como posso transformá-la em um data-frame com 8 linhas, e 3 colunas
com nomes ''linha'', ''coluna'' e ''valor'', que tem nomes de dimensões
como os valores de ''linha'', ''coluna'' e ''valor'como em:
&gt; x.df
   row col value
1    A   x      1
(To which the answer might be:
&gt; x.df &lt;- reshape(data.frame(row=rownames(x), x), direction="long",
                  varying=list(colnames(x)), times=colnames(x),
                  v.names="value", timevar="col", idvar="row")


When providing examples, it is best to give an R command that constructs the data, as in the

expression above. For more complicated data structures,
dump("x", file=stdout())
will print an expression that will recreate the object

<p><a name="further"><b>Further resources:</b></a> not always consulting these before posting is OK, except perhaps if you have a very general question and the topic of the document indicates immediate relevancy. A response might just point you towards one of these.



href="http://cran.r-project.org/doc/manuals/R-exts.pdf">Writing R Extensions</a> covers packages, to and from C &amp; C++, R help files.


href="http://cran.r-project.org/doc/manuals/R-data.pdf">R Data Import/Export</a> covers reading from and exporting to other file formats

<li><a href="http://cran.r-project.org/doc/manuals/R-lang.pdf">R Language
Definition</a> (aka `R Language Manual') describes the R language, data
objects, etc.  This document specifies many details of R
that are not covered in the help pages or in "An
Introduction to R".
<li>The article `R Help Desk' by Uwe Ligges in the

<a href="http://cran.r-project.org/doc/Rnews/Rnews_2003-1.pdf">R Newsletter Vol 3 No 1</a> has useful tips about where to find information about R.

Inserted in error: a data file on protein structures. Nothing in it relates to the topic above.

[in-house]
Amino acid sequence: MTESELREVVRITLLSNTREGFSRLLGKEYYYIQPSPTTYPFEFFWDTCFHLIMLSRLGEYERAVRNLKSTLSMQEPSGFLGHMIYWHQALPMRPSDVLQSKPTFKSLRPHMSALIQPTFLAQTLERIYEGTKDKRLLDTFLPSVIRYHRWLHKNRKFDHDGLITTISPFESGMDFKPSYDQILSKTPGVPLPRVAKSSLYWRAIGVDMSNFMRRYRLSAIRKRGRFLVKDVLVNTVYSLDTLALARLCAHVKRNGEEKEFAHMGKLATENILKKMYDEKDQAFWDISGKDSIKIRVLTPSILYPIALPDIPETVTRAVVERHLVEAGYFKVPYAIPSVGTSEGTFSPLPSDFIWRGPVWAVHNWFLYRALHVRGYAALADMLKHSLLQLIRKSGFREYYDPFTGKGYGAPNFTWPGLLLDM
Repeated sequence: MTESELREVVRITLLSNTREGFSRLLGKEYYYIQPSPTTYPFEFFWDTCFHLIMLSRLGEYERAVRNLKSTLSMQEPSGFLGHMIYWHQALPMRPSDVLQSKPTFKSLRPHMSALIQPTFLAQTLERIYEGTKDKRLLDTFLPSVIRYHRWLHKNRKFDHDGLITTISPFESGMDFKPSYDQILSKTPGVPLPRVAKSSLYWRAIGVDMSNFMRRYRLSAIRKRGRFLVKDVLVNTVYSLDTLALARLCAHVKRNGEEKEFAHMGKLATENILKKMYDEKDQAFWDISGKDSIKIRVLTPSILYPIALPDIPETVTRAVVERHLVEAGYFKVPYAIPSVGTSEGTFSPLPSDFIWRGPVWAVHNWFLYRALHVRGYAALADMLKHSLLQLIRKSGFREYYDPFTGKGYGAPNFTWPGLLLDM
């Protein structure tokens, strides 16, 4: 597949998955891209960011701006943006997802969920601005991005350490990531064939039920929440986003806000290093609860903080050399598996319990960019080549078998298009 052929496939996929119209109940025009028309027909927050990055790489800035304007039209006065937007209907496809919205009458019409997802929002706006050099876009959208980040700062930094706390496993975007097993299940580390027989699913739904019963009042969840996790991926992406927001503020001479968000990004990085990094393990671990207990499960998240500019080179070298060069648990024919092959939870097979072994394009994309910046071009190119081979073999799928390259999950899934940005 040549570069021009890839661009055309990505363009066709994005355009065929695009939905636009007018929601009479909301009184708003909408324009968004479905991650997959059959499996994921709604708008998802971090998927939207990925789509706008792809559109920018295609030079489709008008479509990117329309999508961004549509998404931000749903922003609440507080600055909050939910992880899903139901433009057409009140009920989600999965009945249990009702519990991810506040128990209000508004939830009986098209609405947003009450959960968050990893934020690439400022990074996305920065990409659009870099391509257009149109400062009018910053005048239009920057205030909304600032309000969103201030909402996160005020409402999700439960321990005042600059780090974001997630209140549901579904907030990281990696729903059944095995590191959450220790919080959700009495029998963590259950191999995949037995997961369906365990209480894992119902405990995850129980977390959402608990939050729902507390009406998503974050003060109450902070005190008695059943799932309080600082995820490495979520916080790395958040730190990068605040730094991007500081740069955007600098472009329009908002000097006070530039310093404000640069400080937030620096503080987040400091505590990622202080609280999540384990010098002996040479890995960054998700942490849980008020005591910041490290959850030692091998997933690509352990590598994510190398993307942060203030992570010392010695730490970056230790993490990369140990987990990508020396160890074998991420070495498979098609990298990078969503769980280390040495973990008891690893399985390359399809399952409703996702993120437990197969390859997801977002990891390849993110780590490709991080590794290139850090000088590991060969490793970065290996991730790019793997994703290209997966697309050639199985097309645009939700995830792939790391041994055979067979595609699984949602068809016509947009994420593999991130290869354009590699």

<li>Two books are often cited in answers to questions: <a href="http://www.stats.ox.ac.uk/pub/MASS4">Venables &amp; Ripley, 2002, Modern Applied Statistics with S (4th ed)</a> ("MASS") and <a href="http://nlme.stat.wisc.edu/MEMSS">Pinheiro &amp; Bates, 2000</a> (about lme in particular). If you can get these books, look at them. If you cannot, you might indicate this in your question. Further books relevant to R are listed at <a href="http://www.r-project.org/doc/bib/R-publications.html">Publications</a>.

<li>The <a href="http://cran.r-project.org/other-docs.html">Contributed Documentation</a> page lists a number of useful introductory and other documents available online.

<li>The R-help archives (see under `Archives

and Search Facilities' at <a

<li>The <a href="http://wiki.r-project.org/">R-Wiki</a> contains documentation about R contributed by the R community, and Paul Johnson's <a href="http://pj.freefaculty.org/R/Rtips.html">R tips</a> page is a organized collection of how to do things in R, with many questions and tips culled from R-help.

<li>A Google search of the web in general or the r-project site specifically (put `site:r-project.org' at the beginning of the search terms) </ul>

<p><b>Responding to other posts:</b>